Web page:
Barrett Issues 5 Budget Vetoes
Mayor rejects funding for a broad range of council initiatives.
Before heading home to celebrate Thanksgiving, Mayor Tom Barrett issued five budget vetoes Wednesday night.
In a message to the Common Council, Barrett said: “I have chosen to veto a small number of items, based on my concerns regarding the property tax levy and increased debt authorizations in the Council’s Adopted Budget.” The mayor also praised the council for working to maintain the funds set aside in the pension reserve and lead abatement.
The Common Council adopted a $1.53 billion budget on November 13th, adding $947,478 to the property tax levy over Barrett’s proposal and $4.7 million in borrowing. The increased funding went to a wide variety of city programs, including street repaving ($1 million in borrowing) and addressing food deserts ($200,000 from the tax levy).
One of Barrett’s vetoes comes at no surprise. The mayor vetoed funding for the creation of the Inspector General position within the City Clerk‘s office. Barrett had vetoed the creation of the position in the first place, citing concerns over governance and effectiveness. The council overruled Barrett’s initial veto with the bare minimum of 10 votes, and approved the funding with the same 10 votes during the budget amendment process.
The mayor rejected a council proposal to reallocate $375,000 from a license plate recognition program to the creation of four Community Oriented Policing houses (COP Houses). The council proposal, adopted on a 12-3 vote, was aimed at improving police-community relations. The houses would be located in city-owned homes in the city’s four Promise Zones – Old North Milwaukee, the near South Side, North Division and Washington Park. In his veto message, Barrett said: “The Police Department sees promise in the ‘resource house’ model proposed by Journey House and Andre Lee Ellis. I am sure each neighborhood will have its own anchors and funding partners to make these work. Without that clear commitment of support and funding from community partners, I cannot support eliminating funds for ALPR to support COP Houses.” The mayor’s statement said the successful COP Houses in Racine and Mount Pleasant rely on large private donations.
Barrett also rejected an amendment introduced by Alderman Khalif Rainey to add $200,000 to the property tax levy to fund “healthy food establishments.” Rainey said the effort would ultimately need millions in support. Barrett’s veto message touted the city’s success in creating five new grocery stores in the last ten years, including Pete’s Fruit Market in Bronzeville. “I pledge to work with Alderman Rainey and others to grow new partnerships. We can use existing funds to implement the Food Access strategies we created together in April 2017,” said the mayor in his veto message. The American Heart Association issued a press release calling on the council to override the veto.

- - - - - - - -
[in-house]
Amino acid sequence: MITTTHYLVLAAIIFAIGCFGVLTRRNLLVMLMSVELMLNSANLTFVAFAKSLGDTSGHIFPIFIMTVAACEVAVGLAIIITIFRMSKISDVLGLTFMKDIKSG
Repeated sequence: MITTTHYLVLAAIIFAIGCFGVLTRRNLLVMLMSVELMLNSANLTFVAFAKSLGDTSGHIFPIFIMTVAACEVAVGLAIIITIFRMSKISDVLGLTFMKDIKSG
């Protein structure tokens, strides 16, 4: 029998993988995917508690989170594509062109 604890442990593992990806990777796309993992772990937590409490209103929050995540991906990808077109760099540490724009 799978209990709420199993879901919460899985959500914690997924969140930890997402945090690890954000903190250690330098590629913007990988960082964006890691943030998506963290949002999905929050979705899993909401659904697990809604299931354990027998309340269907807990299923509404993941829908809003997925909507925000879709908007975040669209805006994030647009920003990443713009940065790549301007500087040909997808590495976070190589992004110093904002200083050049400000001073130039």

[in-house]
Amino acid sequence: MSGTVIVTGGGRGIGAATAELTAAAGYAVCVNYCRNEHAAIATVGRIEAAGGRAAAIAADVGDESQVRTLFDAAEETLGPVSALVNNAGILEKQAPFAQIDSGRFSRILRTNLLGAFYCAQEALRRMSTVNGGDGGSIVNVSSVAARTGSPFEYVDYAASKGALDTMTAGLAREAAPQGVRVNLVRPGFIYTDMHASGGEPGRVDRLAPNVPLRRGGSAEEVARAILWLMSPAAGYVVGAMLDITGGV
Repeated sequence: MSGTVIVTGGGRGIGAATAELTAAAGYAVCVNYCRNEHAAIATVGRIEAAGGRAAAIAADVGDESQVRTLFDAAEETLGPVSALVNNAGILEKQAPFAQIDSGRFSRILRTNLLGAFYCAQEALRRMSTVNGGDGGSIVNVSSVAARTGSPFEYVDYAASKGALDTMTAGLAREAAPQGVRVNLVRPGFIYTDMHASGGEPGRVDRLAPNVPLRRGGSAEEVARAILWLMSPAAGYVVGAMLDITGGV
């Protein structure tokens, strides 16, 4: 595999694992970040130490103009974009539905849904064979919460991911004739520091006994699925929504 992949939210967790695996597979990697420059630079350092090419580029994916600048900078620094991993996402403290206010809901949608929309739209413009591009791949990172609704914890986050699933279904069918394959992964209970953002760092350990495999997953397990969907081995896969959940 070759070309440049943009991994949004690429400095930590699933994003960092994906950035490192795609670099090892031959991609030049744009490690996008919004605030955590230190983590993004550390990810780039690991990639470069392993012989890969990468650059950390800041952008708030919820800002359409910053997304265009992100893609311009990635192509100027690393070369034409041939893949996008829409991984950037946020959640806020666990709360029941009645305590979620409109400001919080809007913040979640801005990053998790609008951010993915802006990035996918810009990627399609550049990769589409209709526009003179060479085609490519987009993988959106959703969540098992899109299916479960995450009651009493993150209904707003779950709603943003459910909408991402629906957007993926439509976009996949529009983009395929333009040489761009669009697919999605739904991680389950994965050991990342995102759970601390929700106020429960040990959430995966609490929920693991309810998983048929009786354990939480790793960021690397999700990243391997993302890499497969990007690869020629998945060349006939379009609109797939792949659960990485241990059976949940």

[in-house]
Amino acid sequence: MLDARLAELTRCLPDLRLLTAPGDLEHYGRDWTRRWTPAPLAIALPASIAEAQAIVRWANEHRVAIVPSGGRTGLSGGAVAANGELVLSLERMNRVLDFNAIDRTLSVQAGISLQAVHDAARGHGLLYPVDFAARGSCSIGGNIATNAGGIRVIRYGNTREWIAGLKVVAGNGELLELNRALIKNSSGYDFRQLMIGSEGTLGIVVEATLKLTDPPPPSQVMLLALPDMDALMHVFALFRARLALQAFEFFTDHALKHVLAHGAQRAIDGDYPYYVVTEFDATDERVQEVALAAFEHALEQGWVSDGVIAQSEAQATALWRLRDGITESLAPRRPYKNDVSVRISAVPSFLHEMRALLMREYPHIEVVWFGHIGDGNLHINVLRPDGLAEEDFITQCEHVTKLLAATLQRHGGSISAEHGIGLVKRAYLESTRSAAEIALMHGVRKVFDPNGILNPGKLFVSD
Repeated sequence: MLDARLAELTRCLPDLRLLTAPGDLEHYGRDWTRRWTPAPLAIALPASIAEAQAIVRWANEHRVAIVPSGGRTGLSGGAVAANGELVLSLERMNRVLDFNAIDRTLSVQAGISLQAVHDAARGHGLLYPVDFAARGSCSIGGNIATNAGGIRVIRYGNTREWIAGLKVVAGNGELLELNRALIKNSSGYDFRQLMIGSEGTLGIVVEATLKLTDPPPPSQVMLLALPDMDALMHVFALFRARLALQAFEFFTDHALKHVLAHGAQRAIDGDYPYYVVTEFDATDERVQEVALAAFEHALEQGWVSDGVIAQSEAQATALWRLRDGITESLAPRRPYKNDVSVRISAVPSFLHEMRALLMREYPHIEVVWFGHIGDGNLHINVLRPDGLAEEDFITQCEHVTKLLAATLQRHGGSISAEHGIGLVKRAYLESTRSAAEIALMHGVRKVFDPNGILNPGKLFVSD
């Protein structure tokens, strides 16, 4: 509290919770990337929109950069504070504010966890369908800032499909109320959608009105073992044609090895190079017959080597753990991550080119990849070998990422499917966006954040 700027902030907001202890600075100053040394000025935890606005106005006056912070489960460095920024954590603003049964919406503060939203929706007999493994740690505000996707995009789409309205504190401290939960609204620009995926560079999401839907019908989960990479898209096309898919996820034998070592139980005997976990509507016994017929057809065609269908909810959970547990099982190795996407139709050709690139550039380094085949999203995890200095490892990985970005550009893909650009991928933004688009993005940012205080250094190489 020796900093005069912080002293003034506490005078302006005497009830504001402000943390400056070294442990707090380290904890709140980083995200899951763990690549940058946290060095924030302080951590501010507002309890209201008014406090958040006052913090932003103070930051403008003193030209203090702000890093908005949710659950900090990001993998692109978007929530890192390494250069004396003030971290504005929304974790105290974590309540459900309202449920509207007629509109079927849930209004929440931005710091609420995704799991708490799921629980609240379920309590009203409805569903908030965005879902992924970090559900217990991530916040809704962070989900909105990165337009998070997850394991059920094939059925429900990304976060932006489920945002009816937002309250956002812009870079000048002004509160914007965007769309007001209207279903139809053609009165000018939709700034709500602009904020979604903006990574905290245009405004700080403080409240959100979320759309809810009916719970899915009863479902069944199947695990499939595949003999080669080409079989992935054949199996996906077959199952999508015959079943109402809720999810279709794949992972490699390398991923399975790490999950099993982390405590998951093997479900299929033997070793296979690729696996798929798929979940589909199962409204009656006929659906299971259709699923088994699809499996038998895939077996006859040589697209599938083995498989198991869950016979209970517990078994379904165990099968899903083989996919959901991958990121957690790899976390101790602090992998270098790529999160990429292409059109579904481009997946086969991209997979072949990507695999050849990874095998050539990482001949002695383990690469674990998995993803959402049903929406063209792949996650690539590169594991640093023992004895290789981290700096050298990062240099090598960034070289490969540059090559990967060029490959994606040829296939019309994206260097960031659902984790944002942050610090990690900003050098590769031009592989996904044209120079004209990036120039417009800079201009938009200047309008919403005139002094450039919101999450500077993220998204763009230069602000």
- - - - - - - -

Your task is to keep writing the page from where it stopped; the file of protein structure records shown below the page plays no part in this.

The mayor entirely vetoed an amendment introduced by Robert Bauman to provide an additional $1.5 million for deconstruction and demolition via borrowing. In his veto message, Barrett took issue with the city’s deconstruction ordinance, regarding both its effectiveness and legality. Bauman, in arguing for his amendment, said that regardless of the status of the deconstruction ordinance, the funds were needed. He noted that the mayor’s budget allocated $1 million, only enough to demolish 38 of the 53 properties that are currently under emergency raze orders. The alderman said that in all there are 475 city properties currently under raze orders.
The council will consider the vetoes at its November 27th meeting. Veto overrides require the support of 10 of the 15 council members.
Under the proposal adopted by the council, prior to any vetoes, the average homeowner would see an increase in city property taxes and fees of $51.88 in 2019. While the approved property tax levy from the council reduces the rate per $1,000 of assessed value from $10.75 in 2018 to $10.57 in 2019, homeowners would still see an increase due to rising assessments. Plus, fees for services are scheduled to increase by $12.58 for the average homeowner.
The city continues to face a structural budget deficit due to a long-term reduction in shared revenue from the state. The entire property tax levy, approximately $281 million, does not even cover the Milwaukee Police Department‘s $295 million budget. The city raises additional revenue from fees and state and federal aid.
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More about the 2019 Milwaukee Budget
- Council overrides mayoral veto of COP house initiative - Ald. Milele Coggs - Nov 28th, 2018
- Common Council Overrides Mayor’s Veto on Amendment Tackling Neighborhood Blight - Ald. Bob Bauman - Nov 27th, 2018
- City Hall: Council Slaps Down Mayor’s Vetoes - Jeramey Jannene - Nov 27th, 2018
- City Hall: Barrett Issues 5 Budget Vetoes - Jeramey Jannene - Nov 26th, 2018
- City Hall: 10 Curious Details in City’s 2019 Budget - Jeramey Jannene - Nov 14th, 2018
- City Hall: Council Adopts 2019 City Budget - Jeramey Jannene - Nov 13th, 2018
- City Hall: Barrett Unveils 2019 Budget Proposal - Jeramey Jannene - Sep 25th, 2018